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Unformatted text preview: Chapter 9 Randomized Algorithms By Sariel HarPeled , September 20, 2007 Version: 0.26 9.1 Some Probability Definition 9.1.1 (Informal.) A random variable is a measurable function from a probability space to (usually) real numbers. It associates a value with each possible atomic event in the probability space. Definition 9.1.2 The conditional probability of X given Y is Pr X = x  Y = y = Pr ( X = x ) ∩ ( Y = y ) Pr Y = y . An equivalent and useful restatement of this is that Pr ( X = x ) ∩ ( Y = y ) = Pr X = x  Y = y * Pr Y = y . Definition 9.1.3 Two events X and Y are independent , if Pr X = x ∩ Y = y = Pr [ X = x ] · Pr Y = y . In particular, if X and Y are independent, then Pr X = x Y = y = Pr [ X = x ] . Lemma 9.1.4 (Linearity of expectation.) For any two random variables X and Y, we have E [ X + Y ] = E [ X ] + E [ Y ] . This work is licensed under the Creative Commons AttributionNoncommercial 3.0 License. To view a copy of this license, visit http://creativecommons.org/licenses/bync/3.0/ or send a letter to Creative Commons, 171 Second Street, Suite 300, San Francisco, California, 94105, USA. 1 Proof: For the simplicity of exposition, assume that X and Y receive only integer values. We have that E [ X + Y ] = X x X y ( x + y ) Pr ( X = x ) ∩ ( Y = y ) = X x X y x * Pr ( X = x ) ∩ ( Y = y ) + X x X y y * Pr ( X = x ) ∩ ( Y = y ) = X x x * X y Pr ( X = x ) ∩ ( Y = y ) + X y y * X x Pr ( X = x ) ∩ ( Y = y ) = X x x * Pr [ X = x ] + X y y * Pr Y = y = E [ X ] + E [ Y ] . 9.2 Sorting Nuts and Bolts Problem 9.2.1 ( Sorting Nuts and Bolts ) You are given a set of n nuts and n bolts. Every nut have a matching bolt, and all the n pairs of nuts and bolts have di ff erent sizes. Unfortunately, you get the nuts and bolts separated from each other and you have to match the nuts to the bolts. Furthermore, given a nut and a bolt, all you can do is to try and match one bolt against a nut (i.e., you can not compare two nuts to each other, or two bolts to each other). When comparing a nut to a bolt, either they match, or one is smaller than other (and you known the relationship after the comparison). How to match the n nuts to the n bolts quickly? Namely, while performing a small number of comparisons....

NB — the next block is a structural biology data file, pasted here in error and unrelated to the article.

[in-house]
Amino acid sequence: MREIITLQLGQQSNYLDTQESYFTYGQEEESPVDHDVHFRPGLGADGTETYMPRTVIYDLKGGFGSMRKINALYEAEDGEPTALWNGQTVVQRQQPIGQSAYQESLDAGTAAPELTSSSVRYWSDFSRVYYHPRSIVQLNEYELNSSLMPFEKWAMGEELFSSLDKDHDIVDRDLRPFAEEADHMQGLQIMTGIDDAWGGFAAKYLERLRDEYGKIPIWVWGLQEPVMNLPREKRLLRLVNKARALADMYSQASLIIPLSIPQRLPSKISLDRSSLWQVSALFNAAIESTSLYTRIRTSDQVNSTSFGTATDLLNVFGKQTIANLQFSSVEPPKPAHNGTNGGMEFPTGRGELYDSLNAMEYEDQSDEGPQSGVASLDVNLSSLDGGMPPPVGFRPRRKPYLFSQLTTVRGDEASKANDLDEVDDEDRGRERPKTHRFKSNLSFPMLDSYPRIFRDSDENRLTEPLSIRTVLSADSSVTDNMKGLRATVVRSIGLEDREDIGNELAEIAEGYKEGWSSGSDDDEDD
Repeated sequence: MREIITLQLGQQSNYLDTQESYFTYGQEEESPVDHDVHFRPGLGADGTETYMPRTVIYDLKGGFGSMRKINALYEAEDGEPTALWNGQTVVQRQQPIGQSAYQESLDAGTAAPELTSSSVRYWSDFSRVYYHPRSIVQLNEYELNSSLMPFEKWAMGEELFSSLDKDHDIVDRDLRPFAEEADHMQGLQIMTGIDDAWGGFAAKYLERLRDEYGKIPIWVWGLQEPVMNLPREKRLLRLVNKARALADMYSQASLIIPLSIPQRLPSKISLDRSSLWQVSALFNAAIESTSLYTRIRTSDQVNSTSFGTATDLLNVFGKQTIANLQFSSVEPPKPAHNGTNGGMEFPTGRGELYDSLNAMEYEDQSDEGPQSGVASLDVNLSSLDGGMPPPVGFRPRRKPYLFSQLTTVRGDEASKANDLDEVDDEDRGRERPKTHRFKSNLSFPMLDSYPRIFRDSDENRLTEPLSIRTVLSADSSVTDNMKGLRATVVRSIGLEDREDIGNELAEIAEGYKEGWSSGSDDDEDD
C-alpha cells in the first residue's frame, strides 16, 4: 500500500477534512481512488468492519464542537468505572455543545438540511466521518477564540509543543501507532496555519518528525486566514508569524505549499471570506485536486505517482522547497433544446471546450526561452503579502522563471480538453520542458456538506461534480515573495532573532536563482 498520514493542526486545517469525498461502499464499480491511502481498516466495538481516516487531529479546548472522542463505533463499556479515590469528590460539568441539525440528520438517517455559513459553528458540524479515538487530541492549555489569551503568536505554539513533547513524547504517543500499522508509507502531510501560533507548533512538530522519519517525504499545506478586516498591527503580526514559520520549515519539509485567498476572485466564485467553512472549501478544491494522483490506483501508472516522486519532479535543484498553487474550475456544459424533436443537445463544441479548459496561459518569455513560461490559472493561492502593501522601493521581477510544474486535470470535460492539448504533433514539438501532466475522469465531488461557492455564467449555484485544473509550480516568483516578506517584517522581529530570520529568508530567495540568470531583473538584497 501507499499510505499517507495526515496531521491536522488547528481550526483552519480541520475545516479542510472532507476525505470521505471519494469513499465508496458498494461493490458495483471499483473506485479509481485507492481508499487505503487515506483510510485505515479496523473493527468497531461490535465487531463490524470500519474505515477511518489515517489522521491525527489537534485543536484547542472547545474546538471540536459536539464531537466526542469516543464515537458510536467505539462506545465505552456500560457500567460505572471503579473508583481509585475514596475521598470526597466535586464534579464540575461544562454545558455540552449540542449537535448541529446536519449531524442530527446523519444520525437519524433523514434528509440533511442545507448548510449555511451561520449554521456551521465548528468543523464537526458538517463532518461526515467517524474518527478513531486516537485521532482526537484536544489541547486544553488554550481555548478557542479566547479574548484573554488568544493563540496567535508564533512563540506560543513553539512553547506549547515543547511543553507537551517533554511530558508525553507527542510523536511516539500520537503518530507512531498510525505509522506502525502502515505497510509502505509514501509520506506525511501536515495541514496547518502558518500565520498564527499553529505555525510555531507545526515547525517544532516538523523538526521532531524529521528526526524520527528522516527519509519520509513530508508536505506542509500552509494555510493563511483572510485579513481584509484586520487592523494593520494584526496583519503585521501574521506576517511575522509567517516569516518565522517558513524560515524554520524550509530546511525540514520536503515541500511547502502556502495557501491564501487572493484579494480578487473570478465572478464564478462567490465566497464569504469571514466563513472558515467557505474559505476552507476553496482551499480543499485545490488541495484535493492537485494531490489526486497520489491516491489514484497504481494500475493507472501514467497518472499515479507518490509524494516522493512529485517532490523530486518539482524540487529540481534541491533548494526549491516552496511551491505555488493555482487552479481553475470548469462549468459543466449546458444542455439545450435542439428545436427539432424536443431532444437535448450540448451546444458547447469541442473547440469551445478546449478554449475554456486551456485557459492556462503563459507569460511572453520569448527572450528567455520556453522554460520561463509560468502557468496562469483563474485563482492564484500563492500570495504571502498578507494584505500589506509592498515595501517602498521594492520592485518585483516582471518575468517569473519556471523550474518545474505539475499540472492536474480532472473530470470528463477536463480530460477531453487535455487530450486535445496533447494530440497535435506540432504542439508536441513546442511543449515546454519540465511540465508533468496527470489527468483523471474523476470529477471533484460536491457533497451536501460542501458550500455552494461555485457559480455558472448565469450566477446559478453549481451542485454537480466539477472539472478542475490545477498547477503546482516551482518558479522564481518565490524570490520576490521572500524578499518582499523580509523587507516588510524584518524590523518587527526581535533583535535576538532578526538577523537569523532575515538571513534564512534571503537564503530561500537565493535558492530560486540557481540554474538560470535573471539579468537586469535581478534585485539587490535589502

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 Fall '08
 Viswanathan
 Algorithms, Probability theory, Randomness

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